The Indian Journal of Pediatrics

, Volume 78, Issue 5, pp 569–575 | Cite as

Hypertensive Emergencies in Children

  • Pankaj Hari
  • Aditi Sinha
Symposium on PICU Protocols of AIIMS


Hypertensive emergencies, though uncommon in children, are potentially life threatening. While targeting blood pressure reduction to below the 90th percentile for age, gender and height, mean arterial blood pressure should be gradually lowered by one-fourth of the planned reduction over 8–12 h, a further fourth over the next 8–12 h, and the final 50% over the 24 h after that. Frequent invasive or non-invasive blood pressure monitoring is essential, as is monitoring for sensorial alteration and loss of papillary reflexes. Few antihypertensive agents have been examined in children. Continuous intravenous infusions of short acting drugs such as nitroprusside, labetalol and nicardipine are preferred to intravenous boluses of hydralazine or diazoxide. If severe symptoms are absent, oral agents such as nifedipine, clonidine, minoxidil, hydralazine, labetalol, captopril, and prazosin may be used. Nicardipine and labetalol are particularly suited in emergencies with intracranial bleeding or ischemic stroke, while furosemide, sodium nitroprusside and nitroglycerine are useful in congestive cardiac failure. Therapy with oral antihypertensive drugs should be instituted within 6–12 h of parenteral therapy, and the latter gradually withdrawn over the next 12–48 h. Oral agents have limited application as primary therapy, except when administration of intravenous infusion is likely to be delayed. This article provides a summary of the clinical approach to evaluation and management of severe symptomatic hypertension in children.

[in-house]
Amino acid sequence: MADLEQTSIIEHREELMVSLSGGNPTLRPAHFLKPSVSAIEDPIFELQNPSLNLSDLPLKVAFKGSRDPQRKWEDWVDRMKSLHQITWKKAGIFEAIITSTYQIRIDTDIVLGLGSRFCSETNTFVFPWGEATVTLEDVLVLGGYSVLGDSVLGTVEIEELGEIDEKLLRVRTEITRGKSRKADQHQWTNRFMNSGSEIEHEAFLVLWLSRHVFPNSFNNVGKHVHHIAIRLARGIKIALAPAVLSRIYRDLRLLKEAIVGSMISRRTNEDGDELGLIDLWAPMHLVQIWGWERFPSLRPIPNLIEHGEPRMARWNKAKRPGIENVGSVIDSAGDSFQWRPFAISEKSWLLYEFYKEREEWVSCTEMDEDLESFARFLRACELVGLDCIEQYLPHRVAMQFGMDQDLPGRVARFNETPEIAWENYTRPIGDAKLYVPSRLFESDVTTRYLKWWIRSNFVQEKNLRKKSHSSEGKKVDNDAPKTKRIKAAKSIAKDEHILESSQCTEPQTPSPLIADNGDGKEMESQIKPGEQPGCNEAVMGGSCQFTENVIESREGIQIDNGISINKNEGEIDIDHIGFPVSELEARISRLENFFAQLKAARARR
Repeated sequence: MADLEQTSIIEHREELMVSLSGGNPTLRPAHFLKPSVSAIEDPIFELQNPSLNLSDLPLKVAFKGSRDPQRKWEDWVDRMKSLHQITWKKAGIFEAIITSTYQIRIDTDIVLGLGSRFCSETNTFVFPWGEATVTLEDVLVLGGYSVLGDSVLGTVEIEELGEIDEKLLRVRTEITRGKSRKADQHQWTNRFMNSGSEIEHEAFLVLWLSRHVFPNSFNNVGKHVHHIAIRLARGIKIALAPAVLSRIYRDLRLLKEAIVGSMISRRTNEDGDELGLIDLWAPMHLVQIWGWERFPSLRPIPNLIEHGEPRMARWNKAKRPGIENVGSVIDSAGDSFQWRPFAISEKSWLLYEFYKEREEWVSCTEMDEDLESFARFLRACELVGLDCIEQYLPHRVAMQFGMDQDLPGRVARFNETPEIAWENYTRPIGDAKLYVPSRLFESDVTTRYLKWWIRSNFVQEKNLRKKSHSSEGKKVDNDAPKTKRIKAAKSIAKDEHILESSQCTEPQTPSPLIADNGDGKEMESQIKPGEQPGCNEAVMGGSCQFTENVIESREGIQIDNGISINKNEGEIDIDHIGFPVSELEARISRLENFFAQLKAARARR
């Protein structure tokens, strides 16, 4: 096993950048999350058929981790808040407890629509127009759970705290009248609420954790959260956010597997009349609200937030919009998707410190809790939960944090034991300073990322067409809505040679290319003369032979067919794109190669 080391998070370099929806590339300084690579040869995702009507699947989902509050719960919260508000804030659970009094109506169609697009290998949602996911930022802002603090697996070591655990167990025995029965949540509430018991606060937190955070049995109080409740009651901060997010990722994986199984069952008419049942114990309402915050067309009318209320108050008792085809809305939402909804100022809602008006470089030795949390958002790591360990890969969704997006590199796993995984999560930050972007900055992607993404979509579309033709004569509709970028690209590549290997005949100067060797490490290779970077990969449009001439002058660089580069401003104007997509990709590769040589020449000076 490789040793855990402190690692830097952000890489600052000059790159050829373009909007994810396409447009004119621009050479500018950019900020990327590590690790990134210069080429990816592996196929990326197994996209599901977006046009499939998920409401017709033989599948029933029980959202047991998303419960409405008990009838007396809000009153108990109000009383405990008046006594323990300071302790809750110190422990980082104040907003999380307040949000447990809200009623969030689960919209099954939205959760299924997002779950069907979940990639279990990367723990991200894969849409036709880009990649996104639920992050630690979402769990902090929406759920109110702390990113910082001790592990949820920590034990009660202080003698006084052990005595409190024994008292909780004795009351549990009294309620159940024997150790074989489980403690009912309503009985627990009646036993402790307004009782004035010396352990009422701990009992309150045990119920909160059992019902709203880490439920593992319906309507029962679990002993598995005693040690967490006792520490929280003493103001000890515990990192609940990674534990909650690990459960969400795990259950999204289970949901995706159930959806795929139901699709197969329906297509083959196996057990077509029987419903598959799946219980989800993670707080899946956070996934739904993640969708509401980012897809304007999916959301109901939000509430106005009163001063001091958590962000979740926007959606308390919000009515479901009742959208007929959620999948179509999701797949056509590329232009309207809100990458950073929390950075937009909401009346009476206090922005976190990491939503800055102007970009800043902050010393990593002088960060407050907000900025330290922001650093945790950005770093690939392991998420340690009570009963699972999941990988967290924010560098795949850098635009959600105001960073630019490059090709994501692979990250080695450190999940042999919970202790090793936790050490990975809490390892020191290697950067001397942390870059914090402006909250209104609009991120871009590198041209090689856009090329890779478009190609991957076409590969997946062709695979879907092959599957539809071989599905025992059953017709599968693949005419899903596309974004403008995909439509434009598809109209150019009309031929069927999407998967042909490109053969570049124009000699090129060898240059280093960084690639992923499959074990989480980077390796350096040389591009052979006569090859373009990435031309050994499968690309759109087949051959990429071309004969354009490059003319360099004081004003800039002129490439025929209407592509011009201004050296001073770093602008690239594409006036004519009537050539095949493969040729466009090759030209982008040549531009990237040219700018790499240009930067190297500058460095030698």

Hypertensive crisis Pediatric Antihypertensive 


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Copyright information

© Dr. K C Chaudhuri Foundation 2011

Authors and Affiliations

  1. 1.Division of Nephrology, Department of PediatricsAll India Institute of Medical SciencesNew DelhiIndia

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